Classroom Displays – Autism Friendly


I’ve got a guest post this week. I hope it will help you make your classroom Autism friendly.

 

The author is S.B Linton who runs Autism Classroom.com and she’s provided us with some great tips. If you’ve questions please let us know in the comments and we’ll try to help. (If you use twitter be sure to follow her on there AutismClassroom twitter as she posts lots of useful links)

The numbers of students with autism in our schools is increasing, as is the need for classrooms that effectively educate children with autism.

The following information from the book How to Set Up a Classroom for Students with Autism: A Manual for Teachers, Para-professionals and Administrators by S. B. Linton, highlights some tips in setting up an autism friendly classroom.

Set Up a Classroom for Students with Autism_ A Manual for Teachers, Para-professionals and Administrators_ S. B. Linton.jpg

Use Various Types of Visual Schedules

  • Daily class schedules to accurately tell what activities will occur that particular school day. This type of schedule should be posted, easy for students to follow and should be large enough to see from across the room.
  • Individual/personal schedules to help students organize, learn routines and possibly relieve stress for some students with autism by giving them an idea of what to expect. A personal schedule might also show sensory input activities which are specific to that student, individual speech therapy times, break times, small group areas, or toileting opportunities, which may not be the same exact time as other students.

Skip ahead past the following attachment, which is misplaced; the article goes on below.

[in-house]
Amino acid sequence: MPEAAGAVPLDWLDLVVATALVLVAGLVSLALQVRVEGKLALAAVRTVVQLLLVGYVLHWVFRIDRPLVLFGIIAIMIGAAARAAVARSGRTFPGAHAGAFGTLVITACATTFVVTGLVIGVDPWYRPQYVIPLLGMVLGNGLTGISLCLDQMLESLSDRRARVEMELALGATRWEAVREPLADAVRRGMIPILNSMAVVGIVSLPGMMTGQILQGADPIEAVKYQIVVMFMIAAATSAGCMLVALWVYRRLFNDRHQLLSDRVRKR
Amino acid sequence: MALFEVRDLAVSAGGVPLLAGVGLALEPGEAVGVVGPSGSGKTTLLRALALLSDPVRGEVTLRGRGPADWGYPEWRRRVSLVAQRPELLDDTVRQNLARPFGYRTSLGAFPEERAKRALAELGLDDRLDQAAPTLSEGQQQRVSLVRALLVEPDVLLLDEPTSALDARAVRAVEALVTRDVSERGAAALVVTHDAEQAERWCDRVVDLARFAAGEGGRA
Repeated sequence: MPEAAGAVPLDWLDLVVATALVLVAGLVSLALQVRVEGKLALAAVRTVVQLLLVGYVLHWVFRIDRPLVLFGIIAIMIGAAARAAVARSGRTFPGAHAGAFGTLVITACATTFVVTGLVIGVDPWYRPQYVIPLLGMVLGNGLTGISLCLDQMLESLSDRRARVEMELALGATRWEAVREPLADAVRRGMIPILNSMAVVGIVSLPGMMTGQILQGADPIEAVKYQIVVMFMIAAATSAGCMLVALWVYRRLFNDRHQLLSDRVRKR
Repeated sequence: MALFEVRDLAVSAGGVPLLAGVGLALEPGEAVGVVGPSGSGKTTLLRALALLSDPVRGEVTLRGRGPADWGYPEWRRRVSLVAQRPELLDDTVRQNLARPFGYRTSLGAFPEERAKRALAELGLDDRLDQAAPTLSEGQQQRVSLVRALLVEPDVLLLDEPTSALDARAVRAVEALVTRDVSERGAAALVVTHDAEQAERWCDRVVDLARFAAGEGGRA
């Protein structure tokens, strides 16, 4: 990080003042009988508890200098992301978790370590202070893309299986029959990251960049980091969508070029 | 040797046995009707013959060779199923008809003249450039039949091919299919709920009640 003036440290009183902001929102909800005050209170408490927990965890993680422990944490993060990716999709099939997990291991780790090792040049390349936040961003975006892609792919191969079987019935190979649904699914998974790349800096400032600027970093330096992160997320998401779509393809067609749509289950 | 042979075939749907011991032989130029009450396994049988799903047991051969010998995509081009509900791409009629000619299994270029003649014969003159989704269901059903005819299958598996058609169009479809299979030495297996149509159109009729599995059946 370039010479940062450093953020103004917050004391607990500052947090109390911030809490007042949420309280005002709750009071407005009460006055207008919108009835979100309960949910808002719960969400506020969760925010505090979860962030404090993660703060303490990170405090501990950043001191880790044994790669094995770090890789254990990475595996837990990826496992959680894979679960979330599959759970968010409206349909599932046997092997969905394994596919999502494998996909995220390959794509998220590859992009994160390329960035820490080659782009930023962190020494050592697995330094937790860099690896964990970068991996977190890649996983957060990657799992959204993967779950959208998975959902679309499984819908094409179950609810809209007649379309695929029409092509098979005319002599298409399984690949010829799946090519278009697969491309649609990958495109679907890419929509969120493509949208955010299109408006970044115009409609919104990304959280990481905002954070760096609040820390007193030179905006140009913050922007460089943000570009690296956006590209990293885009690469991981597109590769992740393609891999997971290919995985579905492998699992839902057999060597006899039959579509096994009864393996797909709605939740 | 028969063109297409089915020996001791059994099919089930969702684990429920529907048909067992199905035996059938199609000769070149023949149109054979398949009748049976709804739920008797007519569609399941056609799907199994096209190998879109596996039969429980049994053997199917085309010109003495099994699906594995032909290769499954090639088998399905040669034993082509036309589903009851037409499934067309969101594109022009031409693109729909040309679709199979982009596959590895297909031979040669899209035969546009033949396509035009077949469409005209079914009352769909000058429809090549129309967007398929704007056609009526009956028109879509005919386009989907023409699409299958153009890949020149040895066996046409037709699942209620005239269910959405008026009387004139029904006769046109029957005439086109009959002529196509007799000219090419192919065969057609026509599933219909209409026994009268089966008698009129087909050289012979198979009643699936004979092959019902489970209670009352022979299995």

• Task schedules to serve as directions. They help to visually “break down” the elements of a task or an activity for a student. Task schedules show a student what will occur within the context of a structured lesson or activity, much like directions. Task schedules can also help students perform tasks without the use of a verbal prompt from the adult, thus increasing independence.
  • Visual Reinforcement schedules to give students a visual indicator of when their reinforcement or break will occur. These may be helpful for a child who is on a behavior intervention plan and needs to be reminded that their reinforcement will be coming soon.

Organize the Room to Support the Student

  • Create clear visual boundaries in the classroom.
  • Make various centers and locations for the students to move to throughout the day to avoid having them sit in one spot all day.
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  • Create work areas near blank walls or facing way from peers to improve concentration.
  • Remove distracting items such as string, bright colors, loud appliances.
  • Create a safe place or quiet area in the room for the student if they need a retreat.
  • Remember you will have to teach play skills and social skills. They do not come naturally for some students with autism.
  • Seat “runners” with their back facing a wall or divider and have the adult facing the student, between the student and the door.

Be An Effective Collaborator

  • Creating a specific time for staff to meet, answer questions or create new plans is a critical.
  • View student’s objectives as a shared responsibility of the student’s team.
  • Keep a notebook or journal that is sent from school to home each day.

Use Language Based Techniques

  • Try a set of pictures showing the steps in washing their hands or a visual task analysis for hanging up their belongings in the morning to help keep some students focused.
  • Write down directions instead of ju st using words.
  • Use hands on activities as much as possible.
  • Use a visual topic board to show the students what the lesson will be about.

Question. Discuss. Learn.
www.autismclassroom.com


About Linda Hartley

Hi, I enjoy helping teachers to make their classrooms into interesting visual learning environments. I write most of this site and I also run the Classroom Displays online course which you can find out more about in the sidebar.

What do you think?